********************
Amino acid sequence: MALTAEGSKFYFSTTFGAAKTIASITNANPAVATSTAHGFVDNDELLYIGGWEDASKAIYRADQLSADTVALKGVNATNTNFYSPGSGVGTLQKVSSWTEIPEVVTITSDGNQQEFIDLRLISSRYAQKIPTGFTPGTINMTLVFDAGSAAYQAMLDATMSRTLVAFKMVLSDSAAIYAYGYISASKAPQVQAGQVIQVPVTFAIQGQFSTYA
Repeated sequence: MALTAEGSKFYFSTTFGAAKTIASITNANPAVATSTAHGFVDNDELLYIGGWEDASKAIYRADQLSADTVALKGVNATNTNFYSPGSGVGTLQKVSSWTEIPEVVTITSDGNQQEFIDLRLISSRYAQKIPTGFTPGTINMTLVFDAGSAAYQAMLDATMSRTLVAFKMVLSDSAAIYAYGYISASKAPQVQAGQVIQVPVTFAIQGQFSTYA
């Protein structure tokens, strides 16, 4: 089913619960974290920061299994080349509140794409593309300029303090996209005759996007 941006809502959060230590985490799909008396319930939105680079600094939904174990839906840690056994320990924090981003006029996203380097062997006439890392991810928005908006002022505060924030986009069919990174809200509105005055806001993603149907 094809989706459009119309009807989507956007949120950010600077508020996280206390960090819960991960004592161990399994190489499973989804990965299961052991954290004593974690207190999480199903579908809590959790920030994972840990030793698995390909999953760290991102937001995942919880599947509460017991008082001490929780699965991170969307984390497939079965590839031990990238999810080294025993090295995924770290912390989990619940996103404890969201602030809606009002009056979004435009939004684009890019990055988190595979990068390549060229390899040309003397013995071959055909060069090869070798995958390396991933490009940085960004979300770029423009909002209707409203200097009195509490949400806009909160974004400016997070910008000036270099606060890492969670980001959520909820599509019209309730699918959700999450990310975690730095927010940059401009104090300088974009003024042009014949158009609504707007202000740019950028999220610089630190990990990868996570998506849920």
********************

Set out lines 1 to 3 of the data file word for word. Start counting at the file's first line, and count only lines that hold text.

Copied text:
Amino acid sequence: MALTAEGSKFYFSTTFGAAKTIASITNANPAVATSTAHGFVDNDELLYIGGWEDASKAIYRADQLSADTVALKGVNATNTNFYSPGSGVGTLQKVSSWTEIPEVVTITSDGNQQEFIDLRLISSRYAQKIPTGFTPGTINMTLVFDAGSAAYQAMLDATMSRTLVAFKMVLSDSAAIYAYGYISASKAPQVQAGQVIQVPVTFAIQGQFSTYA
Repeated sequence: MALTAEGSKFYFSTTFGAAKTIASITNANPAVATSTAHGFVDNDELLYIGGWEDASKAIYRADQLSADTVALKGVNATNTNFYSPGSGVGTLQKVSSWTEIPEVVTITSDGNQQEFIDLRLISSRYAQKIPTGFTPGTINMTLVFDAGSAAYQAMLDATMSRTLVAFKMVLSDSAAIYAYGYISASKAPQVQAGQVIQVPVTFAIQGQFSTYA
């Protein structure tokens, strides 16, 4: 089913619960974290920061299994080349509140794409593309300029303090996209005759996007 941006809502959060230590985490799909008396319930939105680079600094939904174990839906840690056994320990924090981003006029996203380097062997006439890392991810928005908006002022505060924030986009069919990174809200509105005055806001993603149907 094809989706459009119309009807989507956007949120950010600077508020996280206390960090819960991960004592161990399994190489499973989804990965299961052991954290004593974690207190999480199903579908809590959790920030994972840990030793698995390909999953760290991102937001995942919880599947509460017991008082001490929780699965991170969307984390497939079965590839031990990238999810080294025993090295995924770290912390989990619940996103404890969201602030809606009002009056979004435009939004684009890019990055988190595979990068390549060229390899040309003397013995071959055909060069090869070798995958390396991933490009940085960004979300770029423009909002209707409203200097009195509490949400806009909160974004400016997070910008000036270099606060890492969670980001959520909820599509019209309730699918959700999450990310975690730095927010940059401009104090300088974009003024042009014949158009609504707007202000740019950028999220610089630190990990990868996570998506849920």